- Photographs for your wall (and washi tape if you aren’t allowed to put things up, because it isn’t as sticky as cellotape or blue tack and therefore doesn’t leave a mark or take the paint off when you take it down to move out) – this will help if you are feeling a little homesick and want to be able to look at fun school memories, and also helps to liven up otherwise pretty dull and boring student accommodation. You could also use Command strips to hang a frame or a small mirror on your wall – just be careful you don’t hang anything too heavy or it will fall off during the night (for some reason never happens in the daytime when you are out) and make you think someone is breaking in.
- A green plant – this sounds like a ridiculous thing to include on this list maybe, especially so high up, but I bought a cheap little aloe vera plant in IKEA a couple of years ago for my bedroom and it is still going strong. There is something weirdly calming about having a plant sitting on my desk when I am doing [no] work?? Do not ask me why, but it works.
- Hanging storage for your wardrobe – the easiest way to create extra storage without adding to the clutter of your room.
- Drawer dividers – this keeps everything neat and tidy and makes it much easier to find things. I bought cheap ones in IKEA and found them especially helpful in underwear and sock drawers. (A whole section for those comfy period pants!!!)
- A sharp knife – not for harming your flatmates when they once again ‘forget’ that it is their turn to take the bins out, but instead just making life easier when cutting onions and bagels aka the essentials.
- Student cookbook – trust me, you will use this a grand total of two times, but it is useful as a sort of reference guide for the very basic things which you never realised you needed to know before rather than for actual recipes – it transpired that I didn’t even know how long to boil an egg for.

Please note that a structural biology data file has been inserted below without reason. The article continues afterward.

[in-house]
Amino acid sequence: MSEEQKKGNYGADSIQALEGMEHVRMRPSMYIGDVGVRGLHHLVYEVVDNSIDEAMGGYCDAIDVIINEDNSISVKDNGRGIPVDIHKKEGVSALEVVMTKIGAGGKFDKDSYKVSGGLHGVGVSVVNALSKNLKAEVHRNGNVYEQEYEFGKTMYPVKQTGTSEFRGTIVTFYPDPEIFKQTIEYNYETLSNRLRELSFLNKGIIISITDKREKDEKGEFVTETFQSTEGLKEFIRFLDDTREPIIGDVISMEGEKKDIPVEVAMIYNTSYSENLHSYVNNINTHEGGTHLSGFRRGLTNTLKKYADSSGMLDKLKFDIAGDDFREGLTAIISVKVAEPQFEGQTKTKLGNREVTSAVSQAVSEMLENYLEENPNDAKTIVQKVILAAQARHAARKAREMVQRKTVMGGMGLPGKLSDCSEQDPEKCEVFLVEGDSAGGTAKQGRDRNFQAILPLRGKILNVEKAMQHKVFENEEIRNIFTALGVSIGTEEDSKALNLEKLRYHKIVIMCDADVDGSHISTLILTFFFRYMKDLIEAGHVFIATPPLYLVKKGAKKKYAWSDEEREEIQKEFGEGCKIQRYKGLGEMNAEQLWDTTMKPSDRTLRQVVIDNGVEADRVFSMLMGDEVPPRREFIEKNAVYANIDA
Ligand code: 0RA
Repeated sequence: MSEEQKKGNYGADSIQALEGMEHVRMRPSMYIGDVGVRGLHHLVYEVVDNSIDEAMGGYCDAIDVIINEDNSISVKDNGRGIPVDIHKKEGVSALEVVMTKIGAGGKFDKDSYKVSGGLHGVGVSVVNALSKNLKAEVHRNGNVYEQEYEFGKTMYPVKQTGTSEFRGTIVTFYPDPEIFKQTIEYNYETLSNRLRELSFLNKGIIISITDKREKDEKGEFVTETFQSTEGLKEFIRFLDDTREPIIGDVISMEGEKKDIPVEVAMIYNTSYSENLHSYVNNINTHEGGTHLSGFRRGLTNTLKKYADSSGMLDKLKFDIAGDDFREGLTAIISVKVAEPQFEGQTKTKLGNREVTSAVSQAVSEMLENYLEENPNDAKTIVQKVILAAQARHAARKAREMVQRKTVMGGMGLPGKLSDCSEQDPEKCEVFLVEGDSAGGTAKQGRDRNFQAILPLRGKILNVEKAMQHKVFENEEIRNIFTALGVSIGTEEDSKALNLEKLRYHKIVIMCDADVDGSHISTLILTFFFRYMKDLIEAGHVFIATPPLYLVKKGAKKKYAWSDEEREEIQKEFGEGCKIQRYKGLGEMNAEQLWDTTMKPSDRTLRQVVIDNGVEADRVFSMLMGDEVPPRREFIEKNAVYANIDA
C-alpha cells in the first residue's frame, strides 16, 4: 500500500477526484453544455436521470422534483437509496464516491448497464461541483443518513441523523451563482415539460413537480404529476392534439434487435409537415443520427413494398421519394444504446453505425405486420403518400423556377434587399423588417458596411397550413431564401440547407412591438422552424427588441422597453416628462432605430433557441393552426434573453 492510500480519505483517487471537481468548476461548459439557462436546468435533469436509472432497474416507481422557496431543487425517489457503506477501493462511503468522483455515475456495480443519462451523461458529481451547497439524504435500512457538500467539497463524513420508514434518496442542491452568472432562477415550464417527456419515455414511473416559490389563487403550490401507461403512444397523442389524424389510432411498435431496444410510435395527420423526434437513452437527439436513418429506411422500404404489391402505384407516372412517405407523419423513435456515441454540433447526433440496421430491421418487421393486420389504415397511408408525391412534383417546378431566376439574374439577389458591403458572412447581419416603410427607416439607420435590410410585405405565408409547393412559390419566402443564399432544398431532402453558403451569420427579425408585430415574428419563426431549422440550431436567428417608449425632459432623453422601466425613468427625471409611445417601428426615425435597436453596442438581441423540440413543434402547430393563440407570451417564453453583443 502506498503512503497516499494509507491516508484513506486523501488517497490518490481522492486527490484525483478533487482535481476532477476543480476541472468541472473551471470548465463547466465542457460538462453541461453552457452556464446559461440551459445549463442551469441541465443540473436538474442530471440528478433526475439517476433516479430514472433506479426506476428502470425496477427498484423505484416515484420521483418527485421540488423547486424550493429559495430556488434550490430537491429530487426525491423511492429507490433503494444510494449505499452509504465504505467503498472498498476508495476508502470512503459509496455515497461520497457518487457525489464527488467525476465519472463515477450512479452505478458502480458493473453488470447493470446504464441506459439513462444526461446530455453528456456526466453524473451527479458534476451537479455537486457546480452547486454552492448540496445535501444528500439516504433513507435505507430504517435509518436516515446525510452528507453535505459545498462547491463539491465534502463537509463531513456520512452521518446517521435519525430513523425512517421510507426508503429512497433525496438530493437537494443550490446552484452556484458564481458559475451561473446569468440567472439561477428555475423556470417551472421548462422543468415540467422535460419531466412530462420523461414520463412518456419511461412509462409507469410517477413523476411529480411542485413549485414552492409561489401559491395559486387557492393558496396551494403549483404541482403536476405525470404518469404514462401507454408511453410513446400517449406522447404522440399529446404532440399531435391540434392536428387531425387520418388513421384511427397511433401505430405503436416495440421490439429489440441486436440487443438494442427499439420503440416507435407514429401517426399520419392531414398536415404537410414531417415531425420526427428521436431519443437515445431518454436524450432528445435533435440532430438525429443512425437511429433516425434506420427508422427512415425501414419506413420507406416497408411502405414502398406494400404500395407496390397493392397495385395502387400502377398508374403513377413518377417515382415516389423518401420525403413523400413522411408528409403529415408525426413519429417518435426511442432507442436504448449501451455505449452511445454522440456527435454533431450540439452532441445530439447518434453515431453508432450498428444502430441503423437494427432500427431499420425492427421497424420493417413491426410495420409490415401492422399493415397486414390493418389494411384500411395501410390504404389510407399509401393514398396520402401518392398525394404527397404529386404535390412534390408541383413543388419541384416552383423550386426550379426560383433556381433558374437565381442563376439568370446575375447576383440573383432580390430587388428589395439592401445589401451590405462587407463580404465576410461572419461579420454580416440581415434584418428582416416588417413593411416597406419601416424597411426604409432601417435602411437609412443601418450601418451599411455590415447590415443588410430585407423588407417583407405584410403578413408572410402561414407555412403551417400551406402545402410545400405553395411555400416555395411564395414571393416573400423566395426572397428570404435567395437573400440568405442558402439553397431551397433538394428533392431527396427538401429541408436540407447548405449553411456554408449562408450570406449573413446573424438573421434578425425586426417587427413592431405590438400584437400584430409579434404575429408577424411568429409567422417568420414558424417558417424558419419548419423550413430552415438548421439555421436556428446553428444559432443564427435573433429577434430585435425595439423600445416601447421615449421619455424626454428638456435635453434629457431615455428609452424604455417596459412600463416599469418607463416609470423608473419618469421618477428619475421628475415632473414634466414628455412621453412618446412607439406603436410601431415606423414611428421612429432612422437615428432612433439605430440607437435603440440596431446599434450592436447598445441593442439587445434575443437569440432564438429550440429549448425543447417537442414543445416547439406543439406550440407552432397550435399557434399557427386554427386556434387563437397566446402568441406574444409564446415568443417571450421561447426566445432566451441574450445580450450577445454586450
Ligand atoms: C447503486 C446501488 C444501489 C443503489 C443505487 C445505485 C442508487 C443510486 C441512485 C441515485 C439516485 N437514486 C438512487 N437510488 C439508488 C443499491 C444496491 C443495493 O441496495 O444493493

- Coat hangers – sounds a ridiculous addition to this list, but you won’t realise how many of these you actually need. University accomodation will provide you with roughly three, if any at all.
- Door stop – one of the most essential things to bring with you if you are moving in to shared accomodation with complete strangers, at least for the beginning while you are still getting to know everyone. Your flatmates are far more likely to come and say hello if your door is open, rather than closed off to everyone (literally and metaphorically). Doors in these flats are usually fire doors that slam shut when you let them go.
- Earplugs – first year students are notoriously inconsiderate of your 9am classes.
- Casserole dish – make yourself a big pasta bake or a lasagne, portion it up and freeze it and you have enough food to last a week.
- Playing cards – for drinking games of course.
If you can think of anything that was useful to you during university then please share your wisdom below.
I will update this list any time I think of anything new myself, so make a mental note (or just, you know, take the easy option and bookmark the page or something) to check back later.
Good luck! I hope you love this new experience every bit as much as I did.